St. Anthony -
Isaac Tatchell couldn't have gotten better news last Friday.
The Reef's Harbour forestry contractor learned he'll have a buyer for the 40 tractor-trailer loads of wood he's stockpiled and that he'll have work into the foreseeable future.
Tatchell, forestry workers and local leaders all gave Holson Forest Products owner Ted Lewis a standing ovation when he rose to announce the pellet plant, new sawmill and wood inventory yard he'll be building with the $10 million he's receiving from the province.
Of the funding announced at a news conference at his Roddickton sawmill, the Department of Natural Resources will provide a $7-million non-interest bearing loan to be paid back within 15 years and a $2-million grant. The Department of Environment, meanwhile, is contributing $1 million under its Green Fund toward the wood pellet plant.
"Look outside at that load of wood - it's not pulpwood to be trucked off the coast, but energy wood to be processed into pellets right here," Lewis told the crowd. "This is the first time that this industry has an opportunity to be a stand alone forest industry on the Great Northern Peninsula."
It's been a long road for the peninsula's forest industry, which in 2008 directly employed 250 people. Logs big enough to be milled are intermixed with smaller trees on the peninsula.
Previously the smaller trees had been shipped to Corner Brook Pulp and Paper, but when the company sought to cut costs nearly three years ago to stay open, it stopped taking peninsula wood, which has to be shipped longer distances.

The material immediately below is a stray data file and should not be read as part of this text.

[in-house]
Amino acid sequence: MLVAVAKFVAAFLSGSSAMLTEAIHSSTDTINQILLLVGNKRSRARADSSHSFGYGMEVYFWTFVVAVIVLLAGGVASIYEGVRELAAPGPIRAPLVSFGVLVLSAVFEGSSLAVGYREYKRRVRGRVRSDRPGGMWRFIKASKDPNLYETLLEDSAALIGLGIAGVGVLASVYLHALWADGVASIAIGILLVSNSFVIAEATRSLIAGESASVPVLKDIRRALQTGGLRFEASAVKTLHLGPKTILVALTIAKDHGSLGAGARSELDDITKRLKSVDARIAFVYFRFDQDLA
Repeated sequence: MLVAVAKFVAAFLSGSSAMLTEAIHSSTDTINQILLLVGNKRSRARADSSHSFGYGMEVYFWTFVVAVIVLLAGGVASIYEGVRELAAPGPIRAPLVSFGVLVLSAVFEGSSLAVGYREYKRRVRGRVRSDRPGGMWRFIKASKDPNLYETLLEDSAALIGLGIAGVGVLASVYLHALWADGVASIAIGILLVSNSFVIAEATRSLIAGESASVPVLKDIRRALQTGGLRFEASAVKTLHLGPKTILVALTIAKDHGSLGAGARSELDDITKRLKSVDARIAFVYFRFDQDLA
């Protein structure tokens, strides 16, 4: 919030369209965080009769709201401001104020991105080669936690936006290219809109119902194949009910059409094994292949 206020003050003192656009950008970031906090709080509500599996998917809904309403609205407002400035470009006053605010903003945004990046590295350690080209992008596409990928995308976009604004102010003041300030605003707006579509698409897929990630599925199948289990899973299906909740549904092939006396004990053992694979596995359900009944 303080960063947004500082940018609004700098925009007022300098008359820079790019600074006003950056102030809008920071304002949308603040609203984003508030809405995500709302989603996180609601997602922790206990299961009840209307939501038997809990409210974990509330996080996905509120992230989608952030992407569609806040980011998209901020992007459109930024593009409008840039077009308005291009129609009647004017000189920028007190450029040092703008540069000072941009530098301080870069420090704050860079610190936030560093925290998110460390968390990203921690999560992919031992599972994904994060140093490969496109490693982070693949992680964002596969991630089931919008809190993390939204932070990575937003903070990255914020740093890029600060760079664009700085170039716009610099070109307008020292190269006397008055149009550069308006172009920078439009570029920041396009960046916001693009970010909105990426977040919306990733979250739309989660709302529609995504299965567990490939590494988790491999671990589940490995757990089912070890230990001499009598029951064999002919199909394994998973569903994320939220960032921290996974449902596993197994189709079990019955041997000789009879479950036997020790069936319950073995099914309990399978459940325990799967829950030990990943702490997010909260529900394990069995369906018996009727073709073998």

Without anyone to buy their smaller wood, harvesters couldn't afford to cut saw logs and accordingly Lewis had no supply for the mill. Government subsidized the sale of pulp wood for two years but ended that subsidy this season - leaving 250 loggers, truckers and sawmill workers wondering if they'd have to head West.
The pellet plant and government's contribution, which made it possible, is the proposed solution. Smaller trees can be converted into wood pellets for home heating and energy generation while larger trees will be milled at Lewis's sawmill.
"We will see a 40,000-tonne wood pellet manufacturing plant constructed that is expected to be up and running in the winter of 2010," said Straits and White Bay North MHA Trevor Taylor. "The installation of new equipment at Holson Forest Products will enable the company to improve its overall operating capacity. Production is expected to begin once the equipment has undergone a series of trials and testing.
The development of the wood inventory yard will see approximately 30 harvesters go to work immediately, stockpiling product for when the rest of the operation comes in full production."
The independent wood harvesters, like Tatchell, who form the Northern Peninsula Forest Resources Association, have campaigned for Lewis's proposal for two years. Through letter writing, meetings with government ministers and most recently a protest on Route 430, they have fought for a solution for their industry.
"It's good news," said Tatchell, as he waited for the announcement. "I suppose it is - they wouldn't have all this food here if they didn't have something good to tell us."
Area mayors and economic development people were also on hand, hoping that a solution had finally been found for smaller wood - Roddickton already has a failed electricity generating plant and non-operating chip board plant, ownership for which has been the subject of a lengthy legal battle.
"Government has faith in this company," explained Natural Resources Minister Kathy Dunderdale on government's willingness to invest in a new solution. "This company has showed valuable leadership in the face of the turbulent forest industry."
Roddickton-Bide Arm Mayor Ray Norman, meanwhile, just seemed happy to have his residents going back to work.
"For the area North of Hawkes Bay this means a lot of people won't have to worry - sawmills won't close, people won't have to leave and the economy will be more stable than it's been in a long time," said Norman.
"Without this, everything we might try to do as community leaders would be a lost cause. It had been looking desperate."